The Leeds Teaching Hospitals NHS Trust

Chemotherapy preparation - the Pharmacy Aseptic unit

This information is provided for those of you, who are curious to know the steps that are needed to prepare your chemotherapy and make it ready for your treatment.

  • A specialist Oncology or Haematology pharmacist orders the intravenous chemotherapy by sending a copy of the prescription to the pharmacy aseptic unit.
  • When an order is received, a set of instructions called a worksheet is produced for each chemotherapy item. This includes specific details of what is being made, who it is for, the ingredients and equipment required and how it should be prepared and stored. The worksheet may be described as a “recipe” for correct preparation of the chemotherapy.
  • A label is produced giving details of the drug, dose, patient, storage conditions and expiry details of the product. Some drugs have a very short expiry once they have been prepared so can only be made on the day of treatment. Many drugs are made in advance wherever possible.
  • Before the chemotherapy is prepared, a check is performed to make sure that all the details on the worksheet match those on the order.
  • The worksheet transferred into the “inner support” area. In this area all of the equipment and raw materials are assembled in a tray and the details are recorded. The contents of the tray are checked to ensure that the correct ingredients have been set up ready for preparation. Staff working in the inner support and clean room areas wear special clothing, hairnets, gloves and shoes to ensure that the unit is not contaminated. The unit also has a special airflow to prevent contamination and is cleaned daily with specialist cleaning products.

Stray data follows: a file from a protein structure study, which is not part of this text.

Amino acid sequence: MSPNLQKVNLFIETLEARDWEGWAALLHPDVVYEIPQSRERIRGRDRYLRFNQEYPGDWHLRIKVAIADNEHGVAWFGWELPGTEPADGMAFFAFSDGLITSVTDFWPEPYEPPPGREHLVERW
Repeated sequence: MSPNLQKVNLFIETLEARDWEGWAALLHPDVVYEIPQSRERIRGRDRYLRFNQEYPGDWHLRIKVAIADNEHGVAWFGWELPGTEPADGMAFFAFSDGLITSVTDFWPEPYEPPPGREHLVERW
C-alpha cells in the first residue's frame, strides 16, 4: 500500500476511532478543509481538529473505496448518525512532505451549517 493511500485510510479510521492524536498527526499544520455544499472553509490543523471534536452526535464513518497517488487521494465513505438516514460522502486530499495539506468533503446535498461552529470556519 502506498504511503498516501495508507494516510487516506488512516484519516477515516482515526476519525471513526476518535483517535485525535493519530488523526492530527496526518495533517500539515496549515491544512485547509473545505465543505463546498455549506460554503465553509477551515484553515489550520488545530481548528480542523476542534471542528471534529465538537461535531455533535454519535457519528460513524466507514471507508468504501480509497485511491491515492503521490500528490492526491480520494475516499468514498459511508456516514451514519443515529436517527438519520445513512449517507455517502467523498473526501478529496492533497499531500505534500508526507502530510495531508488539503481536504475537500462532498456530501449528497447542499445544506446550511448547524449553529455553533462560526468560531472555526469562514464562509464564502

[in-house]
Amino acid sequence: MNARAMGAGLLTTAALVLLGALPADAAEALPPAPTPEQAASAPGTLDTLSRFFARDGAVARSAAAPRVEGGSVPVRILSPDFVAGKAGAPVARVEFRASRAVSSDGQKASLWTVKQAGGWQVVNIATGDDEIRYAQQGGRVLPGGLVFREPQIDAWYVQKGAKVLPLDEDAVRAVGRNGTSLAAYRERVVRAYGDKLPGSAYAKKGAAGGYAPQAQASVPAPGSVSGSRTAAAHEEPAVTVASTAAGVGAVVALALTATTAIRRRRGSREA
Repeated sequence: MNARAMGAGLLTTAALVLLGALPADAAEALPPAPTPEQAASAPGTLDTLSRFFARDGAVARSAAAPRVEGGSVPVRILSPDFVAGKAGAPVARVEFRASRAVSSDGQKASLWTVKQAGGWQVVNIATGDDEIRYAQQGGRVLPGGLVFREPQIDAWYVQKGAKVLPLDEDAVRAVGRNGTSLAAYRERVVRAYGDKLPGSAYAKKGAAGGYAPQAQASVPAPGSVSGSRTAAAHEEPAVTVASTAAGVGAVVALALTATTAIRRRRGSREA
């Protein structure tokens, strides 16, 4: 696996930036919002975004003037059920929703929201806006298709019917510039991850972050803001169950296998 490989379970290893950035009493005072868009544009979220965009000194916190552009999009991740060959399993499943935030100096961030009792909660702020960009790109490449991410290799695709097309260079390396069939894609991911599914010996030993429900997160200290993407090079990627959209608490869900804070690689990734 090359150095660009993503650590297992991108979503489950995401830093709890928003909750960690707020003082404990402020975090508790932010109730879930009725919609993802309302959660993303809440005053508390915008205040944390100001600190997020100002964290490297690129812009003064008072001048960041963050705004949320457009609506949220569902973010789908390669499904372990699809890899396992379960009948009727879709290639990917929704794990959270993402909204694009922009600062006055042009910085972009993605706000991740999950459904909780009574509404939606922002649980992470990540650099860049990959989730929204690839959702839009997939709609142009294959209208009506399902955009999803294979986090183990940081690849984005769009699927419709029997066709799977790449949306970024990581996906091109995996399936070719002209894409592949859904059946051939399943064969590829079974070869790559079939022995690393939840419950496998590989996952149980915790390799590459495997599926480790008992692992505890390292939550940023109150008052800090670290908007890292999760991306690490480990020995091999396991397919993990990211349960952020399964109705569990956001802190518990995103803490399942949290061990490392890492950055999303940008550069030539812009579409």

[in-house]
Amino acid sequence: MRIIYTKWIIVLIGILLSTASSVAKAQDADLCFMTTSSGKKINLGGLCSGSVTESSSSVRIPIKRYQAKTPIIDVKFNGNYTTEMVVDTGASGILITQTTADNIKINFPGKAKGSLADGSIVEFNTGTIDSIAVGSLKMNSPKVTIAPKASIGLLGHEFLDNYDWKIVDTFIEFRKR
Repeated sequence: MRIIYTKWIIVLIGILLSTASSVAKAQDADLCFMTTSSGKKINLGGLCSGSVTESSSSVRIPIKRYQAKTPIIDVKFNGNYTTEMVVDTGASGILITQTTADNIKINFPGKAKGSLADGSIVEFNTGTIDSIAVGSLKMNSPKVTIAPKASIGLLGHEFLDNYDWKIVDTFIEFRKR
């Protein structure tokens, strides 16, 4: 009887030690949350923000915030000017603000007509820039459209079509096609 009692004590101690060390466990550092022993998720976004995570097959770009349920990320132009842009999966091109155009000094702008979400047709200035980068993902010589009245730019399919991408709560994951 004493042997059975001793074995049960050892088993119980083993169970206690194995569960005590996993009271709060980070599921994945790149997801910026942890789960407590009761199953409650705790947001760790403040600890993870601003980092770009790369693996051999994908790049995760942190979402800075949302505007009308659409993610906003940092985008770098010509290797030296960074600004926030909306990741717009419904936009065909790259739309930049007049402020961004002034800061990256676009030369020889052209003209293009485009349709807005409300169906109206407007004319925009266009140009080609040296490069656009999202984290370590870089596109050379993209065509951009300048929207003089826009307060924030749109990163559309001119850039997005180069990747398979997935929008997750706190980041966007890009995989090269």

• Once the product is ready for preparation it is transferred into one of our clean rooms. These rooms are supplied with specially filtered air and operate under pressure gradients to ensure that the products we make are protected from contamination. Our highly trained team prepare chemotherapy in a specialist device called an isolator.
  • Once the chemotherapy has been made it is transferred out of the clean room to another area called the release area, where a team of technicians and pharmacists carry out two further checks. In these checks we make sure that the chemotherapy has been prepared according to the worksheet and that the product is suitable for use.
  • The chemotherapy is then packaged up and delivered to the ward where the specially trained nurse will administer it you.
  • Some chemotherapy may be stored in the pharmacy aseptic unit whilst the specialist Oncology or Haematology pharmacist is waiting for blood test results or to resolve queries with doctors or to check any questions with you. Once it has been confirmed that it is safe to give the chemotherapy, the specialist Oncology or Haematology pharmacist will inform the aseptic unit and the chemotherapy will be delivered to the ward.